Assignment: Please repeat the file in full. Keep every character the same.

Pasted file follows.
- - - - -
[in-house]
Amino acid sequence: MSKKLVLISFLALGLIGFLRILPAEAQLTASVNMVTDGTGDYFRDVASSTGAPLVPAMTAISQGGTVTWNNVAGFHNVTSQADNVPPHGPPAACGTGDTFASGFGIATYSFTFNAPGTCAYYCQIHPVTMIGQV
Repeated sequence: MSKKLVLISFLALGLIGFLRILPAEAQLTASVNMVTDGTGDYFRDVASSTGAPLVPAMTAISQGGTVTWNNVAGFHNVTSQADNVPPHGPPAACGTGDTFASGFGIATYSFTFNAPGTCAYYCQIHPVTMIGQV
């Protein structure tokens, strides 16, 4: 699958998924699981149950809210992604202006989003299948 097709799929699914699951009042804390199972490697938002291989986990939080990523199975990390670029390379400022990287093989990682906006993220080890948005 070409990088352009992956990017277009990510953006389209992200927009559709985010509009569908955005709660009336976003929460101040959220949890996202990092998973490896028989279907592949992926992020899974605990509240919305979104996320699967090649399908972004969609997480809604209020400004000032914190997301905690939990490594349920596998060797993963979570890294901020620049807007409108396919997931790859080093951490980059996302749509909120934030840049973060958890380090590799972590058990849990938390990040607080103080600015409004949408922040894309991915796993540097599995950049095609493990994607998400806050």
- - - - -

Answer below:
[in-house]
Amino acid sequence: MSKKLVLISFLALGLIGFLRILPAEAQLTASVNMVTDGTGDYFRDVASSTGAPLVPAMTAISQGGTVTWNNVAGFHNVTSQADNVPPHGPPAACGTGDTFASGFGIATYSFTFNAPGTCAYYCQIHPVTMIGQV
Repeated sequence: MSKKLVLISFLALGLIGFLRILPAEAQLTASVNMVTDGTGDYFRDVASSTGAPLVPAMTAISQGGTVTWNNVAGFHNVTSQADNVPPHGPPAACGTGDTFASGFGIATYSFTFNAPGTCAYYCQIHPVTMIGQV
């Protein structure tokens, strides 16, 4: 699958998924699981149950809210992604202006989003299948 097709799929699914699951009042804390199972490697938002291989986990939080990523199975990390670029390379400022990287093989990682906006993220080890948005 070409990088352009992956990017277009990510953006389209992200927009559709985010509009569908955005709660009336976003929460101040959220949890996202990092998973490896028989279907592949992926992020899974605990509240919305979104996320699967090649399908972004969609997480809604209020400004000032914190997301905690939990490594349920596998060797993963979570890294901020620049807007409108396919997931790859080093951490980059996302749509909120934030840049973060958890380090590799972590058990849990938390990040607080103080600015409004949408922040894309991915796993540097599995950049095609493990994607998400806050």